I have made a horrible mistake.
I allowed Big Bang: The Origin of the Universe by Simon Singh to sit on my bookshelf for three and a half years, unread. After finally reading this thrilling, enlightening, and entertaining book, I now know that all these years I was missing something great. And holographic.
Combating anti-Big Bang bias
I was inspired to finally read Big Bang after reading Dick Teresi’s Lost Discoveries: The Ancient Roots of Modern Science—from the Babylonians to the Maya. That book examined so much ancient non-Western science that I hadn’t heard of, and I loved it—mostly. However, Teresi dedicates an entire chapter to his “skepticism” of the Big Bang which devolved into him likening inflation theory to unicorn manure. (I went in-depth into why this chapter had no place in the book in my review, but I’d rather not get into it again.)
I held out hope that maybe at the time that Teresi wrote Lost Discoveries, the Big Bang model wasn’t popular or fully accepted by the cosmology community? It turns out that my hope was unfounded. Lost Discoveries was published in 2002, and Big Bang in 2004. The model was pretty solidly established by that time. I only hope that Teresi read Big Bang after it came out.
When I started reading Big Bang, I was surprised that it seemed to have the opposite problems that Lost Discoveries did. Although Singh does not say his own personal cosmological opinions outright, it’s obvious that he accepts the Big Bang. However, I found it disappointing that Singh does not give ancient astronomers the credit that they deserve (and this was Teresi’s strong suit in his own book).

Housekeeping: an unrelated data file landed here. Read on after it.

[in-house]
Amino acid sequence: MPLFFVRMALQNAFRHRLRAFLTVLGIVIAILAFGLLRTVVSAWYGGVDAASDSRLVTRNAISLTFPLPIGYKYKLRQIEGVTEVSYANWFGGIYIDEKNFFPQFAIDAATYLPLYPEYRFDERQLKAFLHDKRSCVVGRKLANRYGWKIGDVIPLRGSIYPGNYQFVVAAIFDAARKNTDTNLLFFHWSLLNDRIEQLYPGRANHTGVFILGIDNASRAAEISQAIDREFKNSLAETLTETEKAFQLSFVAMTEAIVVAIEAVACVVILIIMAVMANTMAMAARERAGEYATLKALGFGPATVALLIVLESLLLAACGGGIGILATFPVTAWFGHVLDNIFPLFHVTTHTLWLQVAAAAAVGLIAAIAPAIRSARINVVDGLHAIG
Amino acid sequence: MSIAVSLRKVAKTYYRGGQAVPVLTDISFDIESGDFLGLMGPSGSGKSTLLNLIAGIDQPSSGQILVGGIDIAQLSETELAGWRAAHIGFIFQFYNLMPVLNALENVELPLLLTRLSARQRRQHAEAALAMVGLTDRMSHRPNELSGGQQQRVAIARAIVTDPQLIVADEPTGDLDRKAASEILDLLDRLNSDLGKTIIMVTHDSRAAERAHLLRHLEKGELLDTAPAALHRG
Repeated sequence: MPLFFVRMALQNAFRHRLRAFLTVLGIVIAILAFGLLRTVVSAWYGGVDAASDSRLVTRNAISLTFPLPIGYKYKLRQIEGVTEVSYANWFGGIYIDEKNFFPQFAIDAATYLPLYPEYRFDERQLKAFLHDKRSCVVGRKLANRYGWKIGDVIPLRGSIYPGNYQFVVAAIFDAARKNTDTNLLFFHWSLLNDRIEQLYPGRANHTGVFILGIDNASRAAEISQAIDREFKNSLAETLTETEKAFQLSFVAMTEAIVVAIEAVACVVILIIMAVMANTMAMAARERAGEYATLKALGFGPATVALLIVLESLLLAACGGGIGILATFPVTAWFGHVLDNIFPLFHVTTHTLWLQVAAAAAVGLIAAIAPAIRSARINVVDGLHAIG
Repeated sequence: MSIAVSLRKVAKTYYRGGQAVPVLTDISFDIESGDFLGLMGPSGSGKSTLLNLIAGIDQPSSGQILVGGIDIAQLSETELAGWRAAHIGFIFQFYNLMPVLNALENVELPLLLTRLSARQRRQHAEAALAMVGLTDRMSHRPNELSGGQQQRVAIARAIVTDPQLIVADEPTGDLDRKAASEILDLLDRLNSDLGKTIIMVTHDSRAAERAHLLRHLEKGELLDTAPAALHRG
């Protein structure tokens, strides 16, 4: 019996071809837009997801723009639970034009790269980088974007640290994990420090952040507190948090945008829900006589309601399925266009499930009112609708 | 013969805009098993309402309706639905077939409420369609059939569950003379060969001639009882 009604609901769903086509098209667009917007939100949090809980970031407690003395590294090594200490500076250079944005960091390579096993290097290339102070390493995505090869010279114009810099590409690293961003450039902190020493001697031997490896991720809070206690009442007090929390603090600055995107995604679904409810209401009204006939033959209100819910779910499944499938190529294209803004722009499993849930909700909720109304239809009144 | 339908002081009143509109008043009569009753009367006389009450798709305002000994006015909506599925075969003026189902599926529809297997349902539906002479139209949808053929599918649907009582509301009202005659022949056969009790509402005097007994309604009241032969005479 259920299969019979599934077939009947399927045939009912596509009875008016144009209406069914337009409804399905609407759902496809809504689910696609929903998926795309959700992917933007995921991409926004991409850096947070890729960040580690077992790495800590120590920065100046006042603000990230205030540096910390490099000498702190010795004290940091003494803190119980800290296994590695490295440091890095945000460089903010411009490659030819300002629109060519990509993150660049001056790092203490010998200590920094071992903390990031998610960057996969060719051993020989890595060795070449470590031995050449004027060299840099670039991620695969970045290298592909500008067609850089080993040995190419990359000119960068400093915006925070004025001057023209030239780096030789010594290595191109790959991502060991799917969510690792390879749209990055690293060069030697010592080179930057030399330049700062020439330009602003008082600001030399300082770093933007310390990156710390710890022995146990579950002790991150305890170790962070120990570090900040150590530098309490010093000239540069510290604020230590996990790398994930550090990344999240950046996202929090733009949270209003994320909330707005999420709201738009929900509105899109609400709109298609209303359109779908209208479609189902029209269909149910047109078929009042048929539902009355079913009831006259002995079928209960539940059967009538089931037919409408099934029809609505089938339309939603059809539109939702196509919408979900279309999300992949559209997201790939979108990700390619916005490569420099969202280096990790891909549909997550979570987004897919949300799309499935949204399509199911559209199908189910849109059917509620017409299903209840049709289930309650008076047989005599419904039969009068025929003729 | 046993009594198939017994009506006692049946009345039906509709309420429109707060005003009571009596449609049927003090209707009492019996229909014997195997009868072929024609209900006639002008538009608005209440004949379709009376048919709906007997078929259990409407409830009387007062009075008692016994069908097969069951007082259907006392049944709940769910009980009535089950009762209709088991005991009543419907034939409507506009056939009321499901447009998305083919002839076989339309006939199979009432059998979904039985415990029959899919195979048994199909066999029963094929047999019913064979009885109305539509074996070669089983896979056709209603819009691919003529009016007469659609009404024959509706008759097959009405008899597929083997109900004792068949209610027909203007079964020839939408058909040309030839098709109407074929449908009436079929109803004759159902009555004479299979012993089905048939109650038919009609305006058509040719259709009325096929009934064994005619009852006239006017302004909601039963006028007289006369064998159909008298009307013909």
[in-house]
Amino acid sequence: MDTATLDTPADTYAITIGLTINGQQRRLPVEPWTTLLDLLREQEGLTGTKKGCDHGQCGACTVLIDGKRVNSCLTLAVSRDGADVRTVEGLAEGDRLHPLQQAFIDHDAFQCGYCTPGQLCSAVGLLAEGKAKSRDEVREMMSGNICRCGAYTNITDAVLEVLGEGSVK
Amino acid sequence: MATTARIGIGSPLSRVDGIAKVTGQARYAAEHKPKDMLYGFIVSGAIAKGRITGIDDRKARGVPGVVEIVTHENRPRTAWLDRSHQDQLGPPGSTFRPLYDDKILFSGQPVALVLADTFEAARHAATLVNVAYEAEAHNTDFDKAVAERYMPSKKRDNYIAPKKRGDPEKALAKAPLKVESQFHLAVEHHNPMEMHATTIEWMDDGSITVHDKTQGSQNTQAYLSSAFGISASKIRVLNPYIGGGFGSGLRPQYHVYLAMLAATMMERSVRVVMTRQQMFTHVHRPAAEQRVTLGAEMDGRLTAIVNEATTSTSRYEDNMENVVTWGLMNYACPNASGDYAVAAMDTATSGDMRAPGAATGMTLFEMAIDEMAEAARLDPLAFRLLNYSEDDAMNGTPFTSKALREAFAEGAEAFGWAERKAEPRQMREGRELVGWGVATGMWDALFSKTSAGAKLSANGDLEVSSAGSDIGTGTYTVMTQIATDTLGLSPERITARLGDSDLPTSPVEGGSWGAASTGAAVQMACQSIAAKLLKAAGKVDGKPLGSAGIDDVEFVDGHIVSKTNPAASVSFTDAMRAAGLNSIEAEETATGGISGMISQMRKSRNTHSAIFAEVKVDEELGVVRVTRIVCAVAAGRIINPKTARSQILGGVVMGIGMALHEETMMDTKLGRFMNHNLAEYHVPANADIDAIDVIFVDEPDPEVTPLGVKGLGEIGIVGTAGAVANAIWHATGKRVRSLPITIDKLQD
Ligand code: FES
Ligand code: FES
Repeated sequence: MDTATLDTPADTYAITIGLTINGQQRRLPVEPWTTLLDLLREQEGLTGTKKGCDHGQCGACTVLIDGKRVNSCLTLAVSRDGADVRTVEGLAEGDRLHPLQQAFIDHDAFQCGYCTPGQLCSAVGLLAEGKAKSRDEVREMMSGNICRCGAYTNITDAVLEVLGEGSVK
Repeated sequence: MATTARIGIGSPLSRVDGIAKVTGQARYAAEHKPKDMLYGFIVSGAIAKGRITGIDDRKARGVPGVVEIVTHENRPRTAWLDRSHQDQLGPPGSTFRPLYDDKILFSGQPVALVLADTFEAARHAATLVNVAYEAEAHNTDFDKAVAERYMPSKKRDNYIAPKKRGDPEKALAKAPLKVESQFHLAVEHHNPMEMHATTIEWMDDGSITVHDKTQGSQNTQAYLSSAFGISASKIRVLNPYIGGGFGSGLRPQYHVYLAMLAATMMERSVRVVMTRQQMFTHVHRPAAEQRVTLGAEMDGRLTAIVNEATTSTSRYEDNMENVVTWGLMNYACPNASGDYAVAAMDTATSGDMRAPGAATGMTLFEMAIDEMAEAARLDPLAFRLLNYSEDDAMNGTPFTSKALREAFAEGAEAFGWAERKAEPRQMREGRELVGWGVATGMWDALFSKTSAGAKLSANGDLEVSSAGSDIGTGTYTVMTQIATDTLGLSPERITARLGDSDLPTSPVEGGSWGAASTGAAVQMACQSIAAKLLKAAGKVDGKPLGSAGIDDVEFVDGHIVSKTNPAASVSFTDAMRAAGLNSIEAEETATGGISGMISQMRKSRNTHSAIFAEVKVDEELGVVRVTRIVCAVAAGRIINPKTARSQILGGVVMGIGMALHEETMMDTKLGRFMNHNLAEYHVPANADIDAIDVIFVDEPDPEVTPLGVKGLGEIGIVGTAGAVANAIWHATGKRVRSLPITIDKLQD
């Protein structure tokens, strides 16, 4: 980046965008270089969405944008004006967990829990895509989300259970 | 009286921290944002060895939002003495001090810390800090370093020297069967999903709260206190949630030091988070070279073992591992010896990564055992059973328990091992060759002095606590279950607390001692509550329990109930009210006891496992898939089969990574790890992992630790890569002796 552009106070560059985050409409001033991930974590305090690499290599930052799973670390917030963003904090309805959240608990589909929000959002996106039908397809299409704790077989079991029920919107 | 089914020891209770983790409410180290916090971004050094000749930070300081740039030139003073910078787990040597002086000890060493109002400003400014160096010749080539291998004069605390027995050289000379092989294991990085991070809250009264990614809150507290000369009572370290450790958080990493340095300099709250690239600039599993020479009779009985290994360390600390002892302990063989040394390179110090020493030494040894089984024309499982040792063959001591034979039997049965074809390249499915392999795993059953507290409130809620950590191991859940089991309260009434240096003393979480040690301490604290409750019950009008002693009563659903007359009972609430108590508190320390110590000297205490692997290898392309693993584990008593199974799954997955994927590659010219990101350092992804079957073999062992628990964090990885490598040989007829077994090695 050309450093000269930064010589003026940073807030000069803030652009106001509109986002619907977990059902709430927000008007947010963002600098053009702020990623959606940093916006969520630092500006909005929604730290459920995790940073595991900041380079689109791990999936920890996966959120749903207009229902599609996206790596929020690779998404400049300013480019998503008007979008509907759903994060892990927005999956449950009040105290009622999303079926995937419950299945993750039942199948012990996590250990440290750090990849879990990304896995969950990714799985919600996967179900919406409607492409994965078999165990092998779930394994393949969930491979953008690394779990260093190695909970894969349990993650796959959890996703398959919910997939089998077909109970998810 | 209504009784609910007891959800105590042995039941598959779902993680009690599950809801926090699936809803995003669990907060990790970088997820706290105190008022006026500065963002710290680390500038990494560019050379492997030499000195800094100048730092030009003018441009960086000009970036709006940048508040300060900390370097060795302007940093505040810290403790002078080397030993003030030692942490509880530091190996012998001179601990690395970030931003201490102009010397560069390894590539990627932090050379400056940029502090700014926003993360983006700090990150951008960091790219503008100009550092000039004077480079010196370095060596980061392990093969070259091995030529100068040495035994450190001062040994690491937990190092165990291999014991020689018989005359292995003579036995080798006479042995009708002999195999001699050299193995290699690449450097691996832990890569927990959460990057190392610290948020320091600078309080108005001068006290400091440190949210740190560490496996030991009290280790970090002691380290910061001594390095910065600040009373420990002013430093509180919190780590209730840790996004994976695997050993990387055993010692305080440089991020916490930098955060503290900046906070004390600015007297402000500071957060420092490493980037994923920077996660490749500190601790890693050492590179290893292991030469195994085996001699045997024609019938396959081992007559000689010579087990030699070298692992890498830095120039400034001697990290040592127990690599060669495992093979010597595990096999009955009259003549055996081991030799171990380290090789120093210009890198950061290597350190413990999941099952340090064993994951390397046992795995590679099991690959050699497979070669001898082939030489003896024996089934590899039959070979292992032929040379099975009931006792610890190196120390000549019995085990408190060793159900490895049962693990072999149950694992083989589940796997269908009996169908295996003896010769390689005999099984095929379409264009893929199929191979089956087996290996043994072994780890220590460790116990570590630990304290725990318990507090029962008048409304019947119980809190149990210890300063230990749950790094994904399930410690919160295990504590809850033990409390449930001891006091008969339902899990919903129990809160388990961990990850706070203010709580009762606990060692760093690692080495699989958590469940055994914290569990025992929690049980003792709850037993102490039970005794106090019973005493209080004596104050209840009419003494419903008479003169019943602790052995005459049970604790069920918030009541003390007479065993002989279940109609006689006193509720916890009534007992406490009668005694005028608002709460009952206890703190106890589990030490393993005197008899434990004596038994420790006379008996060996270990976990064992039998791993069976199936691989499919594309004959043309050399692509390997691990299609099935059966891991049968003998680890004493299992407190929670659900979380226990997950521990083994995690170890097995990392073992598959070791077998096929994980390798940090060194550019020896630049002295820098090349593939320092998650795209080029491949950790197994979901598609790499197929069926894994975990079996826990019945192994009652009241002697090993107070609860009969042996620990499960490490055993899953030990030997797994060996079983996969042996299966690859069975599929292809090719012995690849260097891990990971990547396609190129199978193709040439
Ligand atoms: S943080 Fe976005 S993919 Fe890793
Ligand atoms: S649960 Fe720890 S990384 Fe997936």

Combating Western and Greek bias
Big Bang is arranged as a fascinating story told in chronological order, and my only major issue with it was with Singh’s treatment of early astronomers. For example, his analyses of the ancients largely echo, and were probably sourced from, Carl Sagan’s Cosmos. I love Cosmos, at least emotionally, if not academically. I’ve written in detail why Cosmos suffers from inaccuracy, Eurocentrism, and antitheism. The beginning of Singh’s book falls victim to these same failures.
Singh strongly implies that science can only take off when religious explanations of nature are abandoned.
All in all, the roots of the Big Bang model and the desire for a scientific theory of the universe can be traced right back to the decline of the ancient mythological view of the world.Simon Singh, Big Bang, p. 4
This makes sense practically, but I worry that it teeters on the edge of Western bias. Curious naturalists and Indigenous wisdom holders have studied our world for millennia, never considering removing their spirituality from their endeavors. Why would they? Science and religion were not at war. In fact, they were one and the same.
Singh knows that the traditional Saganian thinkers were not the very first, but he makes a point of rejecting the work of their predecessors.